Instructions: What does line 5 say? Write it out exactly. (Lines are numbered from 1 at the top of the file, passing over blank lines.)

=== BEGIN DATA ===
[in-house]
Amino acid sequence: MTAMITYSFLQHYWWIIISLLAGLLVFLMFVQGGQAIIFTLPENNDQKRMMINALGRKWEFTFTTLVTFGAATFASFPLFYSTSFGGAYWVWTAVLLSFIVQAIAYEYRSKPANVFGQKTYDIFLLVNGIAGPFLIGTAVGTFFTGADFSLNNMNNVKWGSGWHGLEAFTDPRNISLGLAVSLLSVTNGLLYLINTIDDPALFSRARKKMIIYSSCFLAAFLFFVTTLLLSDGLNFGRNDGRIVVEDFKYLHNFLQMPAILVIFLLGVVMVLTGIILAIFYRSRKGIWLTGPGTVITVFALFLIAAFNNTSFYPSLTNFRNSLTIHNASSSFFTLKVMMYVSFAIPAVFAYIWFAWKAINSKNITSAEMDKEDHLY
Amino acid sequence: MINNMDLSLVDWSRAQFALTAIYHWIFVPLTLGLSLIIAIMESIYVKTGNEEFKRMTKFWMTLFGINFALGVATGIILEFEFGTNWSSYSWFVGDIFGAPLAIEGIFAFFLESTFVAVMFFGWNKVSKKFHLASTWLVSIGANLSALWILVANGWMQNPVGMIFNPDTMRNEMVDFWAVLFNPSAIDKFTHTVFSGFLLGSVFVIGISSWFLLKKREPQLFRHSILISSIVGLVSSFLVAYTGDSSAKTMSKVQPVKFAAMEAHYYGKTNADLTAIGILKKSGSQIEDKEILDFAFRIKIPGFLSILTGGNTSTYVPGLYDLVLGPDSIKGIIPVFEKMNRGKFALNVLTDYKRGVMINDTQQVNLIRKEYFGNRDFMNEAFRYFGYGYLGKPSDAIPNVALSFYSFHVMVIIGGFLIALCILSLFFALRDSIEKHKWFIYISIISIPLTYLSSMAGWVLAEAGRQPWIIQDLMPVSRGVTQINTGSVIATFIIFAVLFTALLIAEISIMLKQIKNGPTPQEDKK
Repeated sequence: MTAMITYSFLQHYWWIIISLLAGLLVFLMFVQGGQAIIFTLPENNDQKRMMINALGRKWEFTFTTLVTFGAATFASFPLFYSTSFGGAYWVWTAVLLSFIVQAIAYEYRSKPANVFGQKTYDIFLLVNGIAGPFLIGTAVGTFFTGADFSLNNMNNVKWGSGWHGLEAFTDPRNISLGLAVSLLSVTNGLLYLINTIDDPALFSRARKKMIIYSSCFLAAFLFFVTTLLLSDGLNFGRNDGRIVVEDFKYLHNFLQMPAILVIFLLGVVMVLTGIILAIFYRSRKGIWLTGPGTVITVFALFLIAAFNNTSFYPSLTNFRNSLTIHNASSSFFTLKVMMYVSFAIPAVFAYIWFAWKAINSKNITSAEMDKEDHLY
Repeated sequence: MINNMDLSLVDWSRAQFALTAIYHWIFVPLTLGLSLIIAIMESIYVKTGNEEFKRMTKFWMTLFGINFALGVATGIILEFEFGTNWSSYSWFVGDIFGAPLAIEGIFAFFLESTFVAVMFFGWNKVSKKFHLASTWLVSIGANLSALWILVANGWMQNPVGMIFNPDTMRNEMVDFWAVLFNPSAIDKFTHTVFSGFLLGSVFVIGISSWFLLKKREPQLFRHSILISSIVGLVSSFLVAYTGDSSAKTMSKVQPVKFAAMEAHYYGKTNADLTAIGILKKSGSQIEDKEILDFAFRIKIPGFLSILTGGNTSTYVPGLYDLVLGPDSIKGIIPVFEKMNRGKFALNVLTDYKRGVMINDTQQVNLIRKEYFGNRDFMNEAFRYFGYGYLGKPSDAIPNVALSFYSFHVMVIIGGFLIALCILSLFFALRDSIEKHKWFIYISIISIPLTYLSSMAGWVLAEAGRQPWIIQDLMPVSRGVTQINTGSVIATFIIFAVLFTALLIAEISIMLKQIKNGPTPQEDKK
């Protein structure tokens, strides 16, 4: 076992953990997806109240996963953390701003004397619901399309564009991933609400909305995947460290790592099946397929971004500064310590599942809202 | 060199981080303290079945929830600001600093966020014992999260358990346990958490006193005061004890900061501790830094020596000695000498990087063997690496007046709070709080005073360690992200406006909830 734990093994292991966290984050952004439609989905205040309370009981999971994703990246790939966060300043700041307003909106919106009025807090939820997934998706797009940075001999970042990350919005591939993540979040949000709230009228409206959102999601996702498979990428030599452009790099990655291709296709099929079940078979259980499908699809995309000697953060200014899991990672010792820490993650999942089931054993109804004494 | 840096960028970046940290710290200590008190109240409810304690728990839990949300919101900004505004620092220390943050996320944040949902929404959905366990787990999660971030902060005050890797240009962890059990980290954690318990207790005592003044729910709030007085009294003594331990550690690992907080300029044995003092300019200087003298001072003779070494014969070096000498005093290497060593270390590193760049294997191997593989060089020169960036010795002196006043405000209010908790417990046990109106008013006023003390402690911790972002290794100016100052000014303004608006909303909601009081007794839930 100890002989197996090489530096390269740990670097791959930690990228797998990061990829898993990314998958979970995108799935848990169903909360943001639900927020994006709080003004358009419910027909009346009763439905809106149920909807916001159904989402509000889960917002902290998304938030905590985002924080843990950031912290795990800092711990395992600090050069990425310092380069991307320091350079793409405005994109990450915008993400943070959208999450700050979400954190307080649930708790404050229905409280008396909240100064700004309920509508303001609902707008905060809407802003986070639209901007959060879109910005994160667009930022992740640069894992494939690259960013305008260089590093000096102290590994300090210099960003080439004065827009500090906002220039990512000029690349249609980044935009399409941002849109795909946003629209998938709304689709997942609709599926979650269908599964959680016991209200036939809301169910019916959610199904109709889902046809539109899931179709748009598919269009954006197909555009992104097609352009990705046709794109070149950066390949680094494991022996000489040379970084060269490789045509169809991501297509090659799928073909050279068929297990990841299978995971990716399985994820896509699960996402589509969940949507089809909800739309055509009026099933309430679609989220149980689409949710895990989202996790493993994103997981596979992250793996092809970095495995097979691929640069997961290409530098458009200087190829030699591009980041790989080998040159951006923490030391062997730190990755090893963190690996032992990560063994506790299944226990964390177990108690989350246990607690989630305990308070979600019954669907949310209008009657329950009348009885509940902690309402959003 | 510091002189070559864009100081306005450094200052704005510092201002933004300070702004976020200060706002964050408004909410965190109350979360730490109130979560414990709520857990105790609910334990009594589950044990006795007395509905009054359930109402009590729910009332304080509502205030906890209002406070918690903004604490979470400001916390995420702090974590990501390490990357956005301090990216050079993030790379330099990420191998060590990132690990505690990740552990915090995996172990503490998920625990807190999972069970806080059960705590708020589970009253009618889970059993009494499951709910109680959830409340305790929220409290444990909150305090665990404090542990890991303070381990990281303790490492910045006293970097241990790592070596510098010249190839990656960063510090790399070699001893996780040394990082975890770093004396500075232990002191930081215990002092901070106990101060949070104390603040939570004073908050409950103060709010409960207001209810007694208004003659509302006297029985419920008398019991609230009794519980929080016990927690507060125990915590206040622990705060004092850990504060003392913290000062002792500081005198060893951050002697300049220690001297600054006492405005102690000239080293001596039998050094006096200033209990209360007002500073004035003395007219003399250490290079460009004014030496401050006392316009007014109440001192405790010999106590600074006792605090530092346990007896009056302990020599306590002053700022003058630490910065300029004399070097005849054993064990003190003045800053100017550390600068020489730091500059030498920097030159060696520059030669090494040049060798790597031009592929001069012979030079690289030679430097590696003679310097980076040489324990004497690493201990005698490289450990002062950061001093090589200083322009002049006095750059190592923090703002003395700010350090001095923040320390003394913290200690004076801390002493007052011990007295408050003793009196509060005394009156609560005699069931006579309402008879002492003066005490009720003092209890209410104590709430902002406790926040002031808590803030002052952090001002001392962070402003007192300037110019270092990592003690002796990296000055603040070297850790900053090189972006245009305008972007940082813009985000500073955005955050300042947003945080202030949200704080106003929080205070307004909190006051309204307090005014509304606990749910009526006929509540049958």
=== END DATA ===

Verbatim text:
Repeated sequence: MINNMDLSLVDWSRAQFALTAIYHWIFVPLTLGLSLIIAIMESIYVKTGNEEFKRMTKFWMTLFGINFALGVATGIILEFEFGTNWSSYSWFVGDIFGAPLAIEGIFAFFLESTFVAVMFFGWNKVSKKFHLASTWLVSIGANLSALWILVANGWMQNPVGMIFNPDTMRNEMVDFWAVLFNPSAIDKFTHTVFSGFLLGSVFVIGISSWFLLKKREPQLFRHSILISSIVGLVSSFLVAYTGDSSAKTMSKVQPVKFAAMEAHYYGKTNADLTAIGILKKSGSQIEDKEILDFAFRIKIPGFLSILTGGNTSTYVPGLYDLVLGPDSIKGIIPVFEKMNRGKFALNVLTDYKRGVMINDTQQVNLIRKEYFGNRDFMNEAFRYFGYGYLGKPSDAIPNVALSFYSFHVMVIIGGFLIALCILSLFFALRDSIEKHKWFIYISIISIPLTYLSSMAGWVLAEAGRQPWIIQDLMPVSRGVTQINTGSVIATFIIFAVLFTALLIAEISIMLKQIKNGPTPQEDKK